If you ventured down South Broadway this past weekend, your liver and checking account are undoubtedly in recovery. But if you were among the many to make the trek to this year’s Underground Music Showcase (UMS), we’d bet do it all again in a heartbeat. UMS, the annual, and mostly local, behemoth of a music festival returned to South Broadway and the many establishments that call the cement strip home.
This year’s edition, however, was reimagined in a wave of fresh blood and new ideas with Two Parts taking the reins following the sale of the festival and departure of former director Kendall Smith. The resulting weekend was a roller coaster of experiences and sounds, a couple hiccups and snags, but for the first time in a long time a sign of a promising future for the festival.
The most immediately recognizable change was in the stages and venues of the festival. With a recommitted focus on the previously underutilized northern end of Broadway, UMS added several outdoor stages as well as programming in spots like Banded Oak Brewing Company among others. The Imagination Stage and the Sesh Stage felt like offshoots of the Main Stage, and in turn, reinforced the festival ambitions of the new owners. The Imagination Stage, sponsored by 303 Magazine was a creator’s playground. Inflatable foods and lips made up the backdrop to the assortment of the bands. Lula Rose provided plants and Hotbox Roasters music inspired miniature doughnuts in 303’s “throwback” lounge. Elsewhere, life-size playing cards and dice were hangout destinations, pyramids acted as modular synthesizers by WMD, local artist RUMTUM live painted a mural and an old-school car became a DIY ball pit, all of which unfolded in the back lot of Import Mechanics.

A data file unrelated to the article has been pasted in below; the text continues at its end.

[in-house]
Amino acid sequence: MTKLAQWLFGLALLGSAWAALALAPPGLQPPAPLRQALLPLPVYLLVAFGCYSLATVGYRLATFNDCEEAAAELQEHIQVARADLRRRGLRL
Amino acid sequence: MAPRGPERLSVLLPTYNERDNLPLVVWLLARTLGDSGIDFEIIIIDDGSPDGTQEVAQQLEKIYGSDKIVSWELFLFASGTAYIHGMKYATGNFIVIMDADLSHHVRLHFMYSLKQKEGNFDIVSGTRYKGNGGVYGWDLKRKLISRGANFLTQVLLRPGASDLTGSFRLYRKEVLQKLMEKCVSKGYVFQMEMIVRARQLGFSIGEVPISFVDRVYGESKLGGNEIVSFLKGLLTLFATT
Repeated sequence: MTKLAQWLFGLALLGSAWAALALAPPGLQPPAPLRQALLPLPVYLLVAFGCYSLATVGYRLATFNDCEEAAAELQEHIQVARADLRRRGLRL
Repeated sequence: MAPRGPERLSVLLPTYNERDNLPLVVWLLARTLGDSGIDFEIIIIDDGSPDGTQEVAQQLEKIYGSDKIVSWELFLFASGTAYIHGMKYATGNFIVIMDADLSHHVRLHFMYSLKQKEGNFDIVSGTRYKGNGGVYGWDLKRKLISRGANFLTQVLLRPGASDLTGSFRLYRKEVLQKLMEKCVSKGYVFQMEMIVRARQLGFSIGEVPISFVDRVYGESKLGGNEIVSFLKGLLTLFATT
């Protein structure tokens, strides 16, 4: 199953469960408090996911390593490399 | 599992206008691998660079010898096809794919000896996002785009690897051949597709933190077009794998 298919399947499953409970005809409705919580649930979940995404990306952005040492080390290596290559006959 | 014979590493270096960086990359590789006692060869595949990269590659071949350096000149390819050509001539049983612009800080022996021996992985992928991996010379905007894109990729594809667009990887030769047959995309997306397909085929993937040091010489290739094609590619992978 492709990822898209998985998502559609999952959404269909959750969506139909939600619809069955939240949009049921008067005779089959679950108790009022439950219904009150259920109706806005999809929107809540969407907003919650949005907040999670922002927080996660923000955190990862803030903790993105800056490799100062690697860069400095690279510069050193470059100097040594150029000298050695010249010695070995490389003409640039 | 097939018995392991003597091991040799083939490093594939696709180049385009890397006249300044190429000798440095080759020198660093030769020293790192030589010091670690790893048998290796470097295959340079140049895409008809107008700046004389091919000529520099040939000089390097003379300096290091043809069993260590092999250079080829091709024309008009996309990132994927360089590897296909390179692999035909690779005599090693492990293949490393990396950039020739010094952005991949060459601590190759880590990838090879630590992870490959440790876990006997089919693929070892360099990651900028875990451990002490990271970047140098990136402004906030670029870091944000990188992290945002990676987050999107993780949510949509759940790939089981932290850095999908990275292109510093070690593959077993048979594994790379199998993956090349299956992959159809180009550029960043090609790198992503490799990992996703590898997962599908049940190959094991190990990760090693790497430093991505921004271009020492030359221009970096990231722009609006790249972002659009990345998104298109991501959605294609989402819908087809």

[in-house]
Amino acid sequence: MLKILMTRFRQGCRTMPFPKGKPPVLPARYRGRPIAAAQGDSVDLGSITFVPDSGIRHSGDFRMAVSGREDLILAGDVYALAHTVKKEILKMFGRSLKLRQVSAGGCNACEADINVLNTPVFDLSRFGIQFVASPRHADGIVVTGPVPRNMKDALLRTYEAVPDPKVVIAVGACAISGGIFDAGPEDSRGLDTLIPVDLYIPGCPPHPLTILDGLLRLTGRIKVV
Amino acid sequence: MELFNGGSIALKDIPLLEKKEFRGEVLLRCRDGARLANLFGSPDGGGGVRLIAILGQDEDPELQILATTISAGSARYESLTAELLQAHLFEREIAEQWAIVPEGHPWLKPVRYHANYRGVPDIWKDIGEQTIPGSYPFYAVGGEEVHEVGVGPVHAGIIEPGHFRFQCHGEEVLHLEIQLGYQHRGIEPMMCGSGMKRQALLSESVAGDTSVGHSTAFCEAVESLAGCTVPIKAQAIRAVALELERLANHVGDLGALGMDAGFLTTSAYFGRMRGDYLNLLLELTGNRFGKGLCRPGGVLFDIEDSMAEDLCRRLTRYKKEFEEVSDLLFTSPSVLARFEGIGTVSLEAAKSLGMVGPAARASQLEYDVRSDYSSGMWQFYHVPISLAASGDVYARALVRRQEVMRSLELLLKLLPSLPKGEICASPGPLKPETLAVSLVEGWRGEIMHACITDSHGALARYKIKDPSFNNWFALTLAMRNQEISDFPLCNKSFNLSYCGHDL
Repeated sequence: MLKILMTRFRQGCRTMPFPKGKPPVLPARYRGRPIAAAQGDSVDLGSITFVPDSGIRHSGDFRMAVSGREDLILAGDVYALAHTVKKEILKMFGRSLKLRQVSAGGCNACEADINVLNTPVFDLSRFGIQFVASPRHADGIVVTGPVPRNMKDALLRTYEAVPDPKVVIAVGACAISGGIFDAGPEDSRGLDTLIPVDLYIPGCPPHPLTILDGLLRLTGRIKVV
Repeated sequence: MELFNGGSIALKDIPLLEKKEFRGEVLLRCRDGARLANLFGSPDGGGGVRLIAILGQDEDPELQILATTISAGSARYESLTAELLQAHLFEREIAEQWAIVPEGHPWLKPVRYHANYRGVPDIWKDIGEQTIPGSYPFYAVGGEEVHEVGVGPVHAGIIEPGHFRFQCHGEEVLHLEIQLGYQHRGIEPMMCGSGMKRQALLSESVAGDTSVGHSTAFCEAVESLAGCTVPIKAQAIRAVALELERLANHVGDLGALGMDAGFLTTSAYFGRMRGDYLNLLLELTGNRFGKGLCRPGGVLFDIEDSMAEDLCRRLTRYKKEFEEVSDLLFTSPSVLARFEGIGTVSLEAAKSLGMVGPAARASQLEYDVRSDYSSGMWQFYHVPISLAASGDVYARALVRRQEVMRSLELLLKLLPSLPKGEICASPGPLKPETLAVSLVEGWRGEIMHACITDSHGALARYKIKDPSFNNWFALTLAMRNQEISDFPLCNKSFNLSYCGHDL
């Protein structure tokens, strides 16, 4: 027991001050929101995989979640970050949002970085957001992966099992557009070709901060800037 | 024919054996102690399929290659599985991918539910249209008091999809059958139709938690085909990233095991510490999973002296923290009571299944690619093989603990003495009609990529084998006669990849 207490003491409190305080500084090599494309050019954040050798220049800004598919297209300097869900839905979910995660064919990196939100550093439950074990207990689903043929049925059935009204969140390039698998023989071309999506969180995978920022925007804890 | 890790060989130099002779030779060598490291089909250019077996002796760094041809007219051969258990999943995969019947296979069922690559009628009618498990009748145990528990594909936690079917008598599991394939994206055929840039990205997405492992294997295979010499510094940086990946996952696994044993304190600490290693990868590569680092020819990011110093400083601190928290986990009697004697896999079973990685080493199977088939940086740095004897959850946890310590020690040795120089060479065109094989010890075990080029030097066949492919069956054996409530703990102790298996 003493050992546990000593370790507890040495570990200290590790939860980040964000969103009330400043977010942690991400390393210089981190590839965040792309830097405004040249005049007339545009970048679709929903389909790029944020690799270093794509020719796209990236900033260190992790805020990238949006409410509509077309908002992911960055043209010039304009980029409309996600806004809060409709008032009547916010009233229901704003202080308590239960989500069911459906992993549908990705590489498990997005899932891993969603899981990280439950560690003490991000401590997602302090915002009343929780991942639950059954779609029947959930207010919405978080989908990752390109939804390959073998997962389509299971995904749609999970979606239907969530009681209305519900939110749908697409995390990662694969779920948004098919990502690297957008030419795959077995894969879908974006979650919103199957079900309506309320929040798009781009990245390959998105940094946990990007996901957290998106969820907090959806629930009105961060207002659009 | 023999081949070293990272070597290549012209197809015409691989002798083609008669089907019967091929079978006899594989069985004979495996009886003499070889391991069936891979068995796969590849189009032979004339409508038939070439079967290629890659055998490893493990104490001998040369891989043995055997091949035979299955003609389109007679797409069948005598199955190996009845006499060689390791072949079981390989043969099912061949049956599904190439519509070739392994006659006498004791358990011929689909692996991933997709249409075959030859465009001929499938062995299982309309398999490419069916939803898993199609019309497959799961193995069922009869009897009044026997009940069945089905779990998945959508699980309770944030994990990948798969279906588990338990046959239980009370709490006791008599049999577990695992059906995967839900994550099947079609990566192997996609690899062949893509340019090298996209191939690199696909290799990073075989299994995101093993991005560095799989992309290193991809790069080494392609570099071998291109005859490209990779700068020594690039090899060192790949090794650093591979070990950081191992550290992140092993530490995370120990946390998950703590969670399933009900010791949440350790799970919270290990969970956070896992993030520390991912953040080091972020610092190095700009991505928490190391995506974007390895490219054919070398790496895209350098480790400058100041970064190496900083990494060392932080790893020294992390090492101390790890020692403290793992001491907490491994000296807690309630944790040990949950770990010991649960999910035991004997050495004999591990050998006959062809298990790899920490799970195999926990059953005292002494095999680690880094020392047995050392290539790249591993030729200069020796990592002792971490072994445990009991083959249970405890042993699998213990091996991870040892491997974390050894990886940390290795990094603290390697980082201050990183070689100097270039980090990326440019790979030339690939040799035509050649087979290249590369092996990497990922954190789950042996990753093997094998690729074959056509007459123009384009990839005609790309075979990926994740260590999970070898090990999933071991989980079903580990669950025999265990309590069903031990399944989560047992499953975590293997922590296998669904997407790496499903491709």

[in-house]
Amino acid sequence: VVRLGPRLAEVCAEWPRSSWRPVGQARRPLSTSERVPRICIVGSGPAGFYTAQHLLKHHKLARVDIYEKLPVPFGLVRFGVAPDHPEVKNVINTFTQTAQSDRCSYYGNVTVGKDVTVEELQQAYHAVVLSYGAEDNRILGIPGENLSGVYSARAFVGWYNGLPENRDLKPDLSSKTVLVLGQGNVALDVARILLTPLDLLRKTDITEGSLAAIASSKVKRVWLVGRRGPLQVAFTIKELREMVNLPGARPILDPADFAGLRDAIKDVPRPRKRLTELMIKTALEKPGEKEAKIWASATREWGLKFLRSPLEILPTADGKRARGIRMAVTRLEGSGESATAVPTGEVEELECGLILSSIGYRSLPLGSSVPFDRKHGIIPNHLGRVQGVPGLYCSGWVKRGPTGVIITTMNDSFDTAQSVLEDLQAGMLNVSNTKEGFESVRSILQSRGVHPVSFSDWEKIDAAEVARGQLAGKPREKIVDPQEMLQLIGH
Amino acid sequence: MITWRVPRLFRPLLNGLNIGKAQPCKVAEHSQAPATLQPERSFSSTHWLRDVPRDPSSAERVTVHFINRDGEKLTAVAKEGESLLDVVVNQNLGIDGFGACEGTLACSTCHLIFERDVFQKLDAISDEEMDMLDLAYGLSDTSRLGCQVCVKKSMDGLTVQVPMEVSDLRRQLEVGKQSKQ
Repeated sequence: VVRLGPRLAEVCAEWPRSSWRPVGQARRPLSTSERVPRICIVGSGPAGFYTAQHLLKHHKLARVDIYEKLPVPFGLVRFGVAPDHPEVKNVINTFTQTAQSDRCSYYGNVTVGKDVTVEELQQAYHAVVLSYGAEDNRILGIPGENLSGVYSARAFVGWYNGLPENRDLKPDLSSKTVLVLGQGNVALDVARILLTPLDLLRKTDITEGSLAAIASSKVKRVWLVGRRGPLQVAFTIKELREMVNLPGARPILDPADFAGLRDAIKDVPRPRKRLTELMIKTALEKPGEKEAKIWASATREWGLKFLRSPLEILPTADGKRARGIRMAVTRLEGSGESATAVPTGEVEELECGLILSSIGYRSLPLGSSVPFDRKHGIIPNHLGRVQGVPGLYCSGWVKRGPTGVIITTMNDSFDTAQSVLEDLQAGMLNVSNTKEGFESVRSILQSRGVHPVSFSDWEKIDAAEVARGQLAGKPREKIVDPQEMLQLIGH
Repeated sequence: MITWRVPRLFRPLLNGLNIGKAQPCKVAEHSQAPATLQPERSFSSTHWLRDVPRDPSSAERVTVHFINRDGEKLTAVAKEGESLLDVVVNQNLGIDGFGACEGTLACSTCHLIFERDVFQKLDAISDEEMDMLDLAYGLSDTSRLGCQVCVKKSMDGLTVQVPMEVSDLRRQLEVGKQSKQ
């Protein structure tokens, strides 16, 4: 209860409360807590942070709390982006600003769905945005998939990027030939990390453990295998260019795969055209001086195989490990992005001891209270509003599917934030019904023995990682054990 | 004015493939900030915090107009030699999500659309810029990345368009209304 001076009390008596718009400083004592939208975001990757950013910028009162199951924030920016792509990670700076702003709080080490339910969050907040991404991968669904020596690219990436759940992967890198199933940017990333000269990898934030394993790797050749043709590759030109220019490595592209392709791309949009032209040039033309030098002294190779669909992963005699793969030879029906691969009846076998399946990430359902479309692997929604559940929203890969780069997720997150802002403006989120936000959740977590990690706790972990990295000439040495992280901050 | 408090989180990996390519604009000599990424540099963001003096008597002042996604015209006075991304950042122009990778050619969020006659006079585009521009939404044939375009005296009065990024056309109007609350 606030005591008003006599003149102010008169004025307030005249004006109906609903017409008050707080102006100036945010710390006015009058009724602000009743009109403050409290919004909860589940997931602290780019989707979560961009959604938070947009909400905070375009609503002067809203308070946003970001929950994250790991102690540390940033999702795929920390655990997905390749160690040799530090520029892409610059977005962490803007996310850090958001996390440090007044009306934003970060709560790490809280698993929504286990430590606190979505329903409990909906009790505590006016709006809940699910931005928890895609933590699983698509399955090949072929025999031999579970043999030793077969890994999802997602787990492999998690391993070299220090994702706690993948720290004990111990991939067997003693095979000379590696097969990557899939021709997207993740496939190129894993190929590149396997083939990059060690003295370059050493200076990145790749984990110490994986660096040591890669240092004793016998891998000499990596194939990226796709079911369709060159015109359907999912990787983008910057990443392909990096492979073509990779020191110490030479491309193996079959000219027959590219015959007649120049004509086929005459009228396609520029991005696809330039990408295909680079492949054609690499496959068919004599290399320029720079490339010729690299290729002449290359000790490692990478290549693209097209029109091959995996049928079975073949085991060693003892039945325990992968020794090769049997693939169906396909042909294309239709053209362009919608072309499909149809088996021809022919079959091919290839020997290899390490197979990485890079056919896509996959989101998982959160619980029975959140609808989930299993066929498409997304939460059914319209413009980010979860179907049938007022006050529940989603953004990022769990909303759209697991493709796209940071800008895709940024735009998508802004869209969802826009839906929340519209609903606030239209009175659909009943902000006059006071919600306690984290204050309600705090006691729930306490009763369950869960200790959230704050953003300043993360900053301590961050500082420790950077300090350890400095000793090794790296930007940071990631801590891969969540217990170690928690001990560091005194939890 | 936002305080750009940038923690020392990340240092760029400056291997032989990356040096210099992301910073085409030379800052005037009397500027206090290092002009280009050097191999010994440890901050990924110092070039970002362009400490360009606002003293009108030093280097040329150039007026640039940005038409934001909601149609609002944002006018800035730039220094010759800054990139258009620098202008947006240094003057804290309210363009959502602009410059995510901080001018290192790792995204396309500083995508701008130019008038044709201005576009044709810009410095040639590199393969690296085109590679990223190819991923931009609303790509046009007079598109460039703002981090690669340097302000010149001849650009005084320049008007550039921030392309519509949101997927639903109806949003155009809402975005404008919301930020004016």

The Sesh Stage, on the other hand, was an emporium of beer and bands as it was the new location of the previously separate Two Parts event Sesh Fest. The black top bubbled with vendors like Stranahan’s Whiskey and the festival’s official beer sponsor Oskar Blues, along with other brands eager to have their fares sampled. The fest within a fest felt like another world away, completely separate from the restless party going on farther down Broadway. The inclusion of the new stages wasn’t solely to house more bands, rather, to make UMS more experiential and immersive. On that count, Two Parts knocked it out of the park.
Doing away with the traditional Thursday kick off and launching the festival mid-day on Friday, UMS had an air of brevity only intensified by the sheer number of acts performing. With a million things going on, it was unfortunate that large-scale physical schedules were few and far between for smaller stages and outlying venues. Relying on dying phone batteries to check the UMS app, word of mouth and good old fashion intuition, many attendees simply ended up at a given set. Then again, the spontaneity led to a myriad of musical discoveries. However, an unintended consequence perhaps due to the lack of schedules or the scheduling itself was at times uncomfortable crowd concentrations. Venues residing in the middle section of Broadway were often packed to the gills with little room to move inside if you were lucky enough to get in. Likewise, on more than one occasion, bands with bigger followings were placed in venues too small, or at inconvenient time slots, and not programming effectively to disperse people to those bigger stages.